Whisky? Scotland? Summer? I did hope that a quote I’d heard, “I love summer in Scotland. It’s my favourite day of the year”, was a quote and nothing more. This hope had been dashed on my last two visits to Scotland, with vivid memories still in my head of shooting clay pigeons in pouring rain. However, during my first trip in 2007, standing on a rain sweptpier one day with a glass of single malt in my hand did make me appreciate how much whisky meant to the Scots, particularly when dealing with their weather.

My previous trips had also helped acquaint me with the matter of fact relationship Scots had with their whisky. Although the Scotch whisky industry has made enormous strides over the years in perfecting its craft, and coming out with more and vivid expressions, it all boils down in the end to a pale golden liquid, beckoning to you from a glass. And how you drink it, as countless whisky gurus have told me over the years, is completely up to you, a fact I was reminded of as I was watching the classic Bogart movie, The Big Sleep, on the way over. “How do you like your brandy?”, Bogey was asked. “In a glass”, was his curt reply.

With Bogey’s words ringing in my ears, we were off and away from Glasgow and speeding our way to a resort in Ayrshire, famed for its links courses. The Turnberry dates back to 1906, when it opened its doors as the world’s first golf resort. The main building is a gorgeous Edwardian structure, with sweeping views over the bay to the Isle of Arran, and in the near distance, you see the Ailsa Craig, a formidable volcanic island jutting out in the Firth of Clyde, whose blue hone granite is considered ideal for the manufacture of curling stones. Before we get to the Turnberry, however, it’s only proper, as we’re on a whisky voyage, that we stop and pay tribute to Robert Burns at his birthplace cottage in Alloway. We park, walk over to the cottage and remember Scotland’s national poet, who wrote frequently of Scotch whisky.

Turnberry lighthouse
Vikram with Lesley at Hendrick’s Distellery
A bottle of Hendrick’s gin manufactured in Scotland stills
Grant’s is the oldest family-owned blended whisky brand
Rohan Bhardwaj (William Grant brand ambassador in India)
Carterhead still
Tasting sessions at Girwan Distellery

After a pit stop at the Turnberry, we’re on our way to the Girvan distillery, owned by our hosts, William Grant & Sons. A company with its origins dating back to the late 19th century, William Grant is a rarity in the Scotch whisky industry, in that it is family-owned and run. Its founder, William Grant, spent many years working in a distillery, and was seized by the ambition of creating what he called “the best dram in the valley”, eventually building a distillery which he named The Glenfiddich (Gaelic for ‘valley of the deer’) with his 7 sons and two daughters, with the first drop of spirit emerging from the stills on Christmas Day in 1887.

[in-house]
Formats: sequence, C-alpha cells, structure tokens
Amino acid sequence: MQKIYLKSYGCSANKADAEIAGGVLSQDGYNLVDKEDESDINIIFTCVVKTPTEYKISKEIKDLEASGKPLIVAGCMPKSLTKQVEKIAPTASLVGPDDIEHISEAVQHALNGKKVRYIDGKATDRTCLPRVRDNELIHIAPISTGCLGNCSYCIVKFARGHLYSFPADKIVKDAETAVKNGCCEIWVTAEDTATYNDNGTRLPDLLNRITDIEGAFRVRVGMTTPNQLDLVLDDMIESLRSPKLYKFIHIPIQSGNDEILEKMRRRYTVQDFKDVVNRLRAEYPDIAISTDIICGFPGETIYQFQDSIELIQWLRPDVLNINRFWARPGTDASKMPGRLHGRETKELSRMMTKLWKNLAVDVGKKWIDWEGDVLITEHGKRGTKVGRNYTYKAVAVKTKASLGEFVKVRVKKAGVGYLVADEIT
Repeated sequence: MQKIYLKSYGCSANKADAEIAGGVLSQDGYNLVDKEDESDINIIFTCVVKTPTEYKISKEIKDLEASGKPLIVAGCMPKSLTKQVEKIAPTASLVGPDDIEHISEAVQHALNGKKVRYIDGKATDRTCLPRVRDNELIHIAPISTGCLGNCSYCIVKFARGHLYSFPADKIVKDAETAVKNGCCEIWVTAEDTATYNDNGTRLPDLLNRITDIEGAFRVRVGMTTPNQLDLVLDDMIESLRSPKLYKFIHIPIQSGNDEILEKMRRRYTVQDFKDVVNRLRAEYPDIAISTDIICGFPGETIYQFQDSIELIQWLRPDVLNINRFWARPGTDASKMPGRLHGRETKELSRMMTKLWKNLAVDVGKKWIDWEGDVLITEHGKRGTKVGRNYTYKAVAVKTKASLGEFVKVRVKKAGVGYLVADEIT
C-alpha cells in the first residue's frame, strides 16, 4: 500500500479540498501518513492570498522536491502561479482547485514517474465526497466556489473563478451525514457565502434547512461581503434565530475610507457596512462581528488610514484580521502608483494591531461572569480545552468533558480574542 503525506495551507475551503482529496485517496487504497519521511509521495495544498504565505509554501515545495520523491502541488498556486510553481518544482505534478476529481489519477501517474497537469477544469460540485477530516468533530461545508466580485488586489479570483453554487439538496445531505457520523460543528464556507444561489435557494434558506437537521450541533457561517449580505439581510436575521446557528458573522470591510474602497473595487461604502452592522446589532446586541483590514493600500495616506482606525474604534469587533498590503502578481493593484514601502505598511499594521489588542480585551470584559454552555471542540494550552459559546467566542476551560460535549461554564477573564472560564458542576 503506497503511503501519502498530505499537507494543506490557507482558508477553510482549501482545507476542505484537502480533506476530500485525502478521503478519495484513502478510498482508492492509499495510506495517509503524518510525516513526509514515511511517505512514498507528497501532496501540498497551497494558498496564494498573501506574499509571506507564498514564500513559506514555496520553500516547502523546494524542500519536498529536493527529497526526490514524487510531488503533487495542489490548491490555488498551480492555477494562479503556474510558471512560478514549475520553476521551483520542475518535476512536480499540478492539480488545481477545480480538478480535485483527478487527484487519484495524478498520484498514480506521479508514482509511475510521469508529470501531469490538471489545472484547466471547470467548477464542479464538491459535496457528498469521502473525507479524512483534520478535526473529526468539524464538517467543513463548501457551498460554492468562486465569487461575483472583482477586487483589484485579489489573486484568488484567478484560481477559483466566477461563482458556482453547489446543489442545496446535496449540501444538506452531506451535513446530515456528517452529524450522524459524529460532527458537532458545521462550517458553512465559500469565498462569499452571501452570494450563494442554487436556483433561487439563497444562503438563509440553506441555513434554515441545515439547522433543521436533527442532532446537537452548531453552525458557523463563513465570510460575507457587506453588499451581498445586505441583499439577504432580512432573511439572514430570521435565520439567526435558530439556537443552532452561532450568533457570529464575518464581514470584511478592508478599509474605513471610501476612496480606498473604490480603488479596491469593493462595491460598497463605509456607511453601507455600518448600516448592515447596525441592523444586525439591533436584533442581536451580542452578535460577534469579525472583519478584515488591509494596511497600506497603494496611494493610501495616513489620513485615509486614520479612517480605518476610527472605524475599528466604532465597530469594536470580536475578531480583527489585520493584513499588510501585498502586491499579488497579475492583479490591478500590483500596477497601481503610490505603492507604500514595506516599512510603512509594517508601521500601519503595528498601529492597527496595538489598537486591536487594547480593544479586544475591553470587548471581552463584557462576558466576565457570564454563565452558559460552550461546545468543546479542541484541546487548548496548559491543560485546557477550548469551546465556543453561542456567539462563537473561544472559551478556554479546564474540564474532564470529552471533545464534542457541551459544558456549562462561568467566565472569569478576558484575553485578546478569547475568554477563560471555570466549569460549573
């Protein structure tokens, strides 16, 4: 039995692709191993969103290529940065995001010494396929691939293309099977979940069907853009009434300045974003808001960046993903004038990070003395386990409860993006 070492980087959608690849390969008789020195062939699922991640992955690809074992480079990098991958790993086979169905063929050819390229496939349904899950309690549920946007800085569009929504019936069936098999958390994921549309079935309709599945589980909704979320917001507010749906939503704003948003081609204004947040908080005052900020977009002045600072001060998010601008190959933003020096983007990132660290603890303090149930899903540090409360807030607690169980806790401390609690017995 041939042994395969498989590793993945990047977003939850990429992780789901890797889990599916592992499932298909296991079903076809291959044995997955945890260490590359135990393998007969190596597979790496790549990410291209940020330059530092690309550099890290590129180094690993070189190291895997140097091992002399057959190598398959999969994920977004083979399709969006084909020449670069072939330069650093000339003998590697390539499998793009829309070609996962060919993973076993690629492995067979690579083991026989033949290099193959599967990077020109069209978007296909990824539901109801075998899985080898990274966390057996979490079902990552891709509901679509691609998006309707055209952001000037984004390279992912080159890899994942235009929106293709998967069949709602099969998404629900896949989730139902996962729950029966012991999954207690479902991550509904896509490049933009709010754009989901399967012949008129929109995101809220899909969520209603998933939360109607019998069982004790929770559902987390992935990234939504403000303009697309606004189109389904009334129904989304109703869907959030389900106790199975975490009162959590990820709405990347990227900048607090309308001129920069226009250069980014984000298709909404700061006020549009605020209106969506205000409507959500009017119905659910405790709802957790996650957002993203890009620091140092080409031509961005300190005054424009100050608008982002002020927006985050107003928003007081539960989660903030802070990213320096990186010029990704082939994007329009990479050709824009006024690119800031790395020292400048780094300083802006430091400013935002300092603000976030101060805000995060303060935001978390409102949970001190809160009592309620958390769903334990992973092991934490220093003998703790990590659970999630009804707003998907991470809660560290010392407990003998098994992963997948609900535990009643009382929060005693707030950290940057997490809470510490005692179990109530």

As the story goes (and there are enough stories to go around in the Scotch whisky industry), Girvan has its roots in whisky history. When William Grant & Sons were refused supplies of grain whisky, they decided to set up their own state-ofthe art distillery at Girvan, a project spearheaded by Charles Gordon, a great grandson of William Grant. He was determined, like his grandfather before him, to have the first drop of whisky flowing from the stills by Christmas day of 1963, and promised all the workers a large ration of whisky to help them meet the deadline, which they did. As a tribute to Charles, who used to cycle everywhere, they then welded his cycle to the top of one of the cooling towers of the distillery.

Grain whisky is of critical importance to the Scotch whisky industry, as any blended scotch (like Grant’s Family Reserve) is a blend of a grain whisky and a range of single malt whiskies. As a blender once described to me, if a blended scotch could be compared to a painting, then the grain whisky is the canvas, while the single malts are the brush strokes, wielded by the painter. With the proportion of the blend often ranging between 60 per cent grain whisky to 40 per cent single malt, it’s no wonder that the Grant family saw fit to have their own source of grain whisky, and thus was born Girvan, which supplies grain whisky not just to the Grant family of blended whiskies but also to several other major blended Scotch brands.

Our first port of call at Girvan, however, is a small building, tucked away in a corner of the sprawling estate, where a modest lady called Lesley Gracey weaves her magic. You wouldn’t think it, but this is where every single drop of Hendrick’s, a super premium gin, is produced. It’s one of (if not the gin) which gave birth to the gin renaissance we’ve seen over the last few years. A slow burner, with its launch in the early 21st century, it was carefully nurtured largely owing to the fact that William Grant & Sons remains a family-owned business, with an eye on the long term.